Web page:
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Supplementary Benefit: Single Payments

Volume 479: debated on Monday 21 July 1986

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3.37 p.m.

My Lords, with the leave of the House, I should like to repeat a Statement on single payments being made in another place. The Statement is as follows: "Mr Speaker, with permission, I should like to make a Statement about single payments of supplementary benefit.

"I first simply set some facts before the House. Between 1974 and 1979, under the previous Government, what were then called exceptional needs payments rose from 0.8 million to 1.1 million, and their cost from £11.5 million to £38 million. These numbers were already a matter of concern, and one of the objectives of the review carried out in 1976–78 was better control of such payments. In 1980, the present Government made changes which it was hoped would overcome the problem, and which indeed took account of the recommendations of that earlier review. Initially, they appeared to have had some success. But by 1983 the number of payments was virtually double the 1979 figure at nearly 2 million, and expenditure had almost quadrupled, to over £140 million. By 1985, both figures had more than doubled again, to more than 4 million payments at a cost of over £300 million. And the growth shows no sign of diminishing.

"This trend cannot be explained by the increase in the number of claimants: the rate of payments per claimant has itself more than doubled since 1979. Nor can it be explained by changes in weekly benefit levels: the weekly scale rates rose in real terms by some 6 per cent. between November 1978 and November 1985. There have also been other significant improvements: for example, in some of the payments for children; in the amount and scope of regular additional heating payments, especially for pensioners; and in the rules concerning benefit for the long-term sick and disabled.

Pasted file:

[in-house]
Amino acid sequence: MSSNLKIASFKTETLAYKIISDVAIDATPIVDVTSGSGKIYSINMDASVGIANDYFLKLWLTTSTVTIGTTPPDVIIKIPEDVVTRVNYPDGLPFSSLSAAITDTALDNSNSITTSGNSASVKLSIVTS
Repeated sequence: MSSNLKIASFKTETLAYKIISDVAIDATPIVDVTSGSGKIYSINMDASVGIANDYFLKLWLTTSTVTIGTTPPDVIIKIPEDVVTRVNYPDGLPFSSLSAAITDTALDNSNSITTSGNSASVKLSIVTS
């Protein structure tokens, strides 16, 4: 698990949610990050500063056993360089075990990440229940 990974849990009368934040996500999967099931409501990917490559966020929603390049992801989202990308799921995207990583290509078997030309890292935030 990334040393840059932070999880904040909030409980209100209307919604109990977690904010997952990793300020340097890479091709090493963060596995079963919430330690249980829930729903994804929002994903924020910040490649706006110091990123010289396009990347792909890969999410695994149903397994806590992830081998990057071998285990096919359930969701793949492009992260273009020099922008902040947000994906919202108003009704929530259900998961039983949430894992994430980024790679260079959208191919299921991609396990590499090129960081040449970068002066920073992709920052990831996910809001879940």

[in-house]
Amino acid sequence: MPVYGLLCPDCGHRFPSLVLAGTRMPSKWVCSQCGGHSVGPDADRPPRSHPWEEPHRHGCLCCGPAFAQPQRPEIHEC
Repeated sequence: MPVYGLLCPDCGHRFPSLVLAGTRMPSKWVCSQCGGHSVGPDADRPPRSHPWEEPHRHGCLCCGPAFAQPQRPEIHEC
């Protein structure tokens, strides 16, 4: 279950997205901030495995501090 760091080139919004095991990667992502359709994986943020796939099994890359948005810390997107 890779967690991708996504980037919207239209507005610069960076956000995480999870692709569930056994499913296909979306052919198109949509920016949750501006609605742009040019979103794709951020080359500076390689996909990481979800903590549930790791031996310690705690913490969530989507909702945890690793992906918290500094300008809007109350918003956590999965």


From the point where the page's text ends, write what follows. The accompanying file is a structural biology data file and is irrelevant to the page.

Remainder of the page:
"Against this background, our firm conclusion in the recent social security review was that the present system of single payments could be neither justified nor sustained. It is incompatible with sensible planning and efficient administration, as is shown by the fact that, althouth only some 5 per cent. of supplementary benefit expenditure, it accounts for nearly 50 per cent. of all supplementary benefit decisions and over 50 per cent. of appeal hearings.

"More fundamentally, it is clearly not achieving what Parliament intended. Despite elaborate regulations and adjudication, wide discrepancies occur from one area to another. It is increasingly perceived as unfair by others, on incomes little or no higher than supplementary benefit, to whom no comparable help is available. There is unacceptable scope for exploitation and abuse, yet, at the same time, insufficient flexibility to meet the real needs of genuine claimants.

"As the House knows, it is for these reasons that the Government have brought forward in the current Social Security Bill proposals for an improved structure of regular weekly income support, coupled with a clearly distinct social fund designed to give appropriate help with genuine special occasional needs in a more practical, manageable and flexible way. We believe those proposals are essential to the proper working of the benefit system as a whole.